I am going to end here for now so you can “absorb” what I have posted. I hope you can appreciate that, to me, when traveling with T1D it’s all about balancing insulin need to activity. Vacations are swell. It’s the inactivity of travel that can make T1D really tough to manage.

Hope this makes sense. And I hope you and your family have a great vacation!


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I thank you all for taking the time for your kind responses and for sharing your learning. You have given us a lot to think upon and I will be reading these posts a few times to absorb the info! Inactivity in the car/plane, adjusting basal, rice & sauces, what to avoid…all very helpful points. I have noticed a big difference in bg on travel days. Also, we are in New Mexico and have discovered the nice option of the corn tortilla, which doesn’t spike her!

My trick for eating out (not necessarily while on vacation, just in general) is taking my insulin after I’ve eaten instead of beforehand (or maybe immediately after the meals have been served if I know I’m not getting dessert), especially if I’ve never been to that restaurant before and don’t know what portion sizes or all of the sides are. It’s not ideal because I get a higher post-dinner spike that way, but at least I know how many carbs to cover and can come down quickly instead of several hours later.

Depending on how old your daughter is and how hypo-aware she may or may not be, I’d be careful about SpecialEDy’s advice to go a little low instead of high. It’s one thing when you’re doing that for yourself and you can feel when you’re going low. It’s another when you’re trying to guess for someone else. Yes, lows can be corrected more quickly than highs, but they’re far more dangerous. I was not good about telling my mother when I wasn’t feeling well and every time that I needed emergency help to treat a low was when I was in elementary school. And, as someone with celiac disease, I can say that making sure you have enough food available to treat lows while traveling is really nerve-racking. I pack so much food when I travel that I always get stopped by security at the airport because they can’t see what else is in my bag. Personally, I much prefer to err on the high side while traveling. Then I don’t have to worry about running out of food.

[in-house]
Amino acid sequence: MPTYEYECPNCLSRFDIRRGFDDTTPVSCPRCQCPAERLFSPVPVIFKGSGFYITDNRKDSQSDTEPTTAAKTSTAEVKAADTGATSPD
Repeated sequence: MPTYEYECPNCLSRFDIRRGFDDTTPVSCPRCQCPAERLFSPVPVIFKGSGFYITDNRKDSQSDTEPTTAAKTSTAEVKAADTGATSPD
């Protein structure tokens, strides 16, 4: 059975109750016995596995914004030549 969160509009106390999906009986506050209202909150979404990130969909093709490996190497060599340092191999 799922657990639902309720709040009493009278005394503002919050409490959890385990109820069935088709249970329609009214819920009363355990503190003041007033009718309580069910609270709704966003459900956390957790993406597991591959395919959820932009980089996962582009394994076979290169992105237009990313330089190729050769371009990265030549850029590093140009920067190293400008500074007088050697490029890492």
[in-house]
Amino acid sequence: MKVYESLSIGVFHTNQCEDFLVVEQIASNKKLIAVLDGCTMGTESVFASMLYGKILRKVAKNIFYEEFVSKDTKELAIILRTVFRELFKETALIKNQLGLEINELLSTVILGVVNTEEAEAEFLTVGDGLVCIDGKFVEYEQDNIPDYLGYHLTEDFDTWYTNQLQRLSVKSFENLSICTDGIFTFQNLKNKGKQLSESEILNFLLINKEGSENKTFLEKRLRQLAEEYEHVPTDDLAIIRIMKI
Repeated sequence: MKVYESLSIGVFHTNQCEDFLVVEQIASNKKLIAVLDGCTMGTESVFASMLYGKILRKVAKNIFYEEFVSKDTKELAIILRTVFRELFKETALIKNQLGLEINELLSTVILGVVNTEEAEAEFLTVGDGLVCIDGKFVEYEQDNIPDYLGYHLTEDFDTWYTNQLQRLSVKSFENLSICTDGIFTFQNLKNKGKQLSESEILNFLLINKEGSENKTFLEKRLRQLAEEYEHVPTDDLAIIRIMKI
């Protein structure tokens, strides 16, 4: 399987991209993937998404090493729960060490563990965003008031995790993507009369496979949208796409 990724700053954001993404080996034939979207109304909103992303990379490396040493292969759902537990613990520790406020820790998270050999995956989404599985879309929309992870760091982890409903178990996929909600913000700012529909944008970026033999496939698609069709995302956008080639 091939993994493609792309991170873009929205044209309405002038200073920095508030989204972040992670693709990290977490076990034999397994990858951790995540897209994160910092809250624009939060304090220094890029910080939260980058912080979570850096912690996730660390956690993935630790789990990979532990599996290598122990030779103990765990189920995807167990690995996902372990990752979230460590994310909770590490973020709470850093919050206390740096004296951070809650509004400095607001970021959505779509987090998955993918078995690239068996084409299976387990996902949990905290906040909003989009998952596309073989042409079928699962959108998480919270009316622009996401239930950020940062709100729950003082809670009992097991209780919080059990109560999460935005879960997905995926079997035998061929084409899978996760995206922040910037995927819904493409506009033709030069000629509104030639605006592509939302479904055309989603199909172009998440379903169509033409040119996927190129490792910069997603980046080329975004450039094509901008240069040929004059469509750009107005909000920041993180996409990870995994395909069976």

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Hi, Cathleen,

I hope you had a terrific vacation. All the advice so far has been super, as always.

My daughter’s got T1D and celiac, too, so I hear you. Thank goodness GF options are more available than they used to be, and people generally are more aware of simple precautions like washing hands and using separate serving utensils to prevent cross-contamination!

For eating at family’s or friends’ places, there are web sites that can tell you the carb count per serving if you enter a recipe’s ingredients. Those work really well, but obviously aren’t a realistic option for most restaurant meals.

For guesstimating purposes, then, I’ll just add that most restaurant carbs are higher than you probably think they are. For example, desserts at our home are usually 15-20g — a scoop of ice cream, some packaged cookies, that sort of thing. Restaurant desserts run 40-60g (I think), mostly because they’re way bigger, but also because of the extra sugar, syrup, frosting, candy, etc., that make those treats so much prettier and more delicious than what we keep in the house. For good reason. :slight_smile:

But my point is that for eating out, over time, you’ll see what works and what doesn’t, you’ll notice patterns, you’ll make adjustments, and you’ll get better at it. Not terribly satisfying advice, I know, but I’m afraid that’s really all we can do.

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On vacation we try to manage by having eat in options, so stay at place with at least a fridge and microwave and bring our own food. We eat in more vs going out. My son has brought his own food to restaurants where he knows exactly what he is eating and orders a “free” appetizer he can control ie salad, or shrimp cocktail. We research every place we go for nutritional facts, but unfortunately most local restaurants don’t have, so chains like a bone fish grill or longhorn steakhouse are examples of places we know have nutrition guides. If we go local with no nutrition guide, my son will stick with meat, fish veggies and not guess at carbs. Finally, the keto diet is starting to catch on and we are beginning to see places pop up offering. We recently had a local bakery start offering keto desserts (1-2 carb cheese cake, brownies, cookies, pudding per decent size serving) and Blaze Pizza now has a keto pizza (5 carbs in 6 slices). So now my son can add back in a couple things that he hasn’t been eating pizza and some dessert. Google on keto menus when you are away and see if you can find those local options. Bottom line, when we go on vacation we tailor eating to make it easier and less stressful on my son, but always have a safety valve of either he brings his own measured meal or orders items that are “free.”